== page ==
Iran and the JCPOA

Focus is shifting in Washington as President Obama has enough congressional support to sustain a veto against a resolution of disapproval for the Joint Comprehensive Plan of Action (JCPOA) that aims to reduce Iran’s nuclear program.

Though a resolution of disapproval could be overturned, supporters of the deal have announced intent garner even more support for the deal, potentially saving ink in the president’s veto pen. If successful, the United States would send a stronger message to the international community of its intent to support diplomacy in the Middle East.

As mentioned in a previous post, the COB has shown support for the JCPOA, and we do this primarily out of our heritage as a peace church with a peace witness. With approval for the JCPOA in sight, time needs to be taken to discuss what it means for us as a church to show support for this deal. Equally important, it is important to understand what it does not mean.

This deal only addresses nonproliferation in Iran – not Iran’s support of terrorist organizations, its covert attempts to destabilize regimes, nor its aggression towards Israel. This narrowness, however, is not an inadequacy of the deal since it accomplishes the goal of thoroughly diminishes Iran’s nuclear capabilities. These outlying issues with the Iranian regime have led some critics to fear that Iran’s sanctions relief will help Tehran fuel more of these illicit programs and question Iran’s commitment to following the deal altogether.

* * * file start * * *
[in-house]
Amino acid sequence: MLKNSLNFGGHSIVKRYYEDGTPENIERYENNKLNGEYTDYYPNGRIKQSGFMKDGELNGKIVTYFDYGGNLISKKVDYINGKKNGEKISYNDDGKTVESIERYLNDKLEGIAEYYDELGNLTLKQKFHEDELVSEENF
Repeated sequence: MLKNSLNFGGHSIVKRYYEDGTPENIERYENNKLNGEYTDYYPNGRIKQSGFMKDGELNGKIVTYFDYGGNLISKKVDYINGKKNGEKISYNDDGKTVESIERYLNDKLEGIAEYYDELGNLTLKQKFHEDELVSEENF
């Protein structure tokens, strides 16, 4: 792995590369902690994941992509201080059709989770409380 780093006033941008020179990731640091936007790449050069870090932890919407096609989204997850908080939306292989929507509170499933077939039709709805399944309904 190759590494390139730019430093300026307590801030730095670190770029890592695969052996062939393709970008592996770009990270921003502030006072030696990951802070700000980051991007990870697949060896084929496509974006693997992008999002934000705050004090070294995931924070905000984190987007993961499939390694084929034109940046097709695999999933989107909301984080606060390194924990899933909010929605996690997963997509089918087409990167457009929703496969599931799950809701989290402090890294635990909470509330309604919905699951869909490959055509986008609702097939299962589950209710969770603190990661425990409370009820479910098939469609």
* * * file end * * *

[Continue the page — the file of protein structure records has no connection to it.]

Distrust in Iran, after all, is why the US does not want Iran to have nuclear weapons in the first place – hence the comprehensive regulations in what has been called “the most robust, intrusive, multilateral nonproliferation agreement ever negotiated.” The strength of this monitoring program is endorsed by 29 of the nation’s top scientists, stating that the deal’s safeguards would prevent Iran from covertly developing a nuclear weapon.

Curbing Iran’s nuclear capacity in this zone of mistrust is the primary talking point of the JCPOA, but its capacity to actually build trust is potentially more important. US relations with Iran and the rest of the region automatically assume tension, especially because of the constant meddling of the US military in the Middle East. While simple nonproliferation is noble, the multilateral approach of the JCPOA reinforces the value of diplomacy as a pathway to holistic and lasting peace.

Said a letter from international relations scholars, “While the JCPOA is primarily a non-proliferation agreement that successfully closes off all weaponization pathways in the Iranian nuclear program, it carries with it significant peace dividends by making diplomacy and dialogue available for conflict resolution – a necessary step to tackle all of the region’s sources of tensions, be they terrorism, sectarianism, or unilateralism.”

It is here that the values that Brethren stand for can be found in the Iran deal. The 1988 Annual Conference stated, “The Brethren understand peace as something more than merely the silence of guns and bombs; it is also the presence of justice, the practice of mutuality, and the process of reconciliation.” It may sound like brash optimism to suggest that this deal paves the way to reconciliation, but to assert that walking away from the deal does this job better is ludicrous.

The real question is: Would the world be better without the deal?